Let God Lead
Letting God Lead is really just keeping him first, but how do we do it? It’s a 2 step process. First we move over (get out of the way), then we can follow his lead by;
· Seeking – both Asking & Listening,
· Submitting – Following & Obeying
I think this is one of the hardest things for many Christians to do. Some people call it dying to self. Although that is accurate, and gives us some idea of how difficult it can be, I think it is better to look at this as teamwork and submission to the creator of the universe. It shouldn’t be too hard to appreciate guidance and leadership coming from authority like that!.
I say It shouldn’t be hard, but it still took me 19 years. During those many years I knew that the Bible was God’s wisdom, and that Jesus died for my sins, but I still had a major problem. I was still running the show[well trying to run the show]. I’d still do things they way I wanted. I’d even twist what the Bible says to match what I wanted. I would never look at both sides of what the Bible teaches, just for support for my views.
Matt 16:24-26, Mar 8:34-38, Luke 9:23-26, All say basically the same thing. Let’s look at the passage in Luke.
MSG Luke 9:23-26 23Then he told them what they could expect for themselves. Anyone who intends to come with me has to let me lead. You’re not in the driver seat-I am. Don’t run from suffering; embrace it. Follow me and I’ll show you how. Self help is no help at all. 24Self sacrifice is the way, my way to finding yourself, your true self. 25What good would it do to get everything you want and lose you, the real you? In Matt 16 it goes on to ask “What could you ever trade your soul for?”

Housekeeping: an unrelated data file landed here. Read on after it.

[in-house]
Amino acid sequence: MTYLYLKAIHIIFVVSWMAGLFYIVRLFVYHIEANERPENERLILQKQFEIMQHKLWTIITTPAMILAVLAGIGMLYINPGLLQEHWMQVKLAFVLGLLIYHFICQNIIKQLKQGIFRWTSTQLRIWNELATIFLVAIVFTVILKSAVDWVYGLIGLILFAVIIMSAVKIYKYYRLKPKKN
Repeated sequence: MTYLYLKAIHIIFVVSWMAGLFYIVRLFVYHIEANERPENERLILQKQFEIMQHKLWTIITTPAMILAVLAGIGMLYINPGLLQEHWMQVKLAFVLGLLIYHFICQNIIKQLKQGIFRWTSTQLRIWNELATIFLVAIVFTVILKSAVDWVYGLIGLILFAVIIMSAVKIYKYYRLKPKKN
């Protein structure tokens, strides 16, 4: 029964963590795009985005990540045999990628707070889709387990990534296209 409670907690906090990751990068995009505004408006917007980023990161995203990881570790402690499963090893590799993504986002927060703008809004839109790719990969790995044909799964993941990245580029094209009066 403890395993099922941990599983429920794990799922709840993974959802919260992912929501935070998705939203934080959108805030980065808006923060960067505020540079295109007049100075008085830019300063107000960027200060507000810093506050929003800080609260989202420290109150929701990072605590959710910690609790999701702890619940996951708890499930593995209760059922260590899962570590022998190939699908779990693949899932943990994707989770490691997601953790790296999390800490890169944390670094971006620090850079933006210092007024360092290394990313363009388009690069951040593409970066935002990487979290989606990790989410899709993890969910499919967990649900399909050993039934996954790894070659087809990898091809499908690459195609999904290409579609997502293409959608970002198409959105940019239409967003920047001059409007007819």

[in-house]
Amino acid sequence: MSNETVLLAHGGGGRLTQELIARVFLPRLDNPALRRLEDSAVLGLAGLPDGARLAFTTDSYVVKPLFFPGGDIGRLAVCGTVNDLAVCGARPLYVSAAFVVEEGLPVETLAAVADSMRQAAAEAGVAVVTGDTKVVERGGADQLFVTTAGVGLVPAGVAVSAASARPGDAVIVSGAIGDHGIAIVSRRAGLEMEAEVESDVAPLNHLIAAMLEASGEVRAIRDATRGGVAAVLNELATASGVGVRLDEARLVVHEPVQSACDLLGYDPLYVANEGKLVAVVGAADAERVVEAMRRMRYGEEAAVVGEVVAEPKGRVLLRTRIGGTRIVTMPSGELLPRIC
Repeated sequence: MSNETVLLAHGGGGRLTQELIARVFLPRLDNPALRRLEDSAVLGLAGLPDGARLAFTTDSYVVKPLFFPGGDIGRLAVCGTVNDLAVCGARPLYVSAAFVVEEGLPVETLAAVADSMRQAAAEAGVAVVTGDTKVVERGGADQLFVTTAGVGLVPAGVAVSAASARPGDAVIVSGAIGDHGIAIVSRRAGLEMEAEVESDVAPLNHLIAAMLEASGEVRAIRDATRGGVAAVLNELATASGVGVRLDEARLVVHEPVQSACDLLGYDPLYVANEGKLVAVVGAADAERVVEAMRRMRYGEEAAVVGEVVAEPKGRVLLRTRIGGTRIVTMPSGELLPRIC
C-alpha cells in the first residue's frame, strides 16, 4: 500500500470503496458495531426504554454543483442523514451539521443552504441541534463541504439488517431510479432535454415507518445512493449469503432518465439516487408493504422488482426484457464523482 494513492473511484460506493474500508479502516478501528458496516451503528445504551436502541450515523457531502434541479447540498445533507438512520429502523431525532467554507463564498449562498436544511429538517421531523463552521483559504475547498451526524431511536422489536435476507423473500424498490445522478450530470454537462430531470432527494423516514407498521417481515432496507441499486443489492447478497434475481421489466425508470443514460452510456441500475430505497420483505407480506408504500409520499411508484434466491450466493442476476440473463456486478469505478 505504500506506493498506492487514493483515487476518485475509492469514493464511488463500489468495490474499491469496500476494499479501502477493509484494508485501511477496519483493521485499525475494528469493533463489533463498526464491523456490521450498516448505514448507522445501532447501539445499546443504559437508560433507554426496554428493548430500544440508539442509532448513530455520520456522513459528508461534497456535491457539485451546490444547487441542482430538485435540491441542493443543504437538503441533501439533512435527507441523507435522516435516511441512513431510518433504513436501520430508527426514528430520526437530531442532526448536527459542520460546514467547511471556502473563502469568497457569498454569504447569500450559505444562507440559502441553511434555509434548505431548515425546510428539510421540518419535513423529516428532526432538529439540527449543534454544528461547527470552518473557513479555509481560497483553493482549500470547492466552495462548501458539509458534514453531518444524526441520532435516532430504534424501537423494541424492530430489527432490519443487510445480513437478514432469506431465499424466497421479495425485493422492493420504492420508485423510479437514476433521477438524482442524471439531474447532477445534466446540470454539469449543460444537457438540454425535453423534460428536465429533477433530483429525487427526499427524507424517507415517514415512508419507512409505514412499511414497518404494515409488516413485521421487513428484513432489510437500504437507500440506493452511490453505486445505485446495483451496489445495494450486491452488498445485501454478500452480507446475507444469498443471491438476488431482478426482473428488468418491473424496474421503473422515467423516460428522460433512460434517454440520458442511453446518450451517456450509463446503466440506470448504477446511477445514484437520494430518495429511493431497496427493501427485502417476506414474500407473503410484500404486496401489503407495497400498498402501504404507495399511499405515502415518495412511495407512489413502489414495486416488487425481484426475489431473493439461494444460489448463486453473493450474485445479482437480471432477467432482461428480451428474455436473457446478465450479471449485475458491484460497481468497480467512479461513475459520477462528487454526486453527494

Consequence for not being born again. For not submitting to the Holy Spirit:
MSG John 3;4 “How can anyone,” said Nicodemus, “be born who has already been born and grown up? You can’t re- enter your mother’s womb and be born again. What are you saying with this ‘born-from-above’ talk?” 5 Jesus said, “You’re not listening. Let me say it again. Unless a person submits to this original creation-the ‘wind hovering over the water’ creation, the invisible moving the visible, a baptism into a new life-it’s not possible to enter God’s kingdom.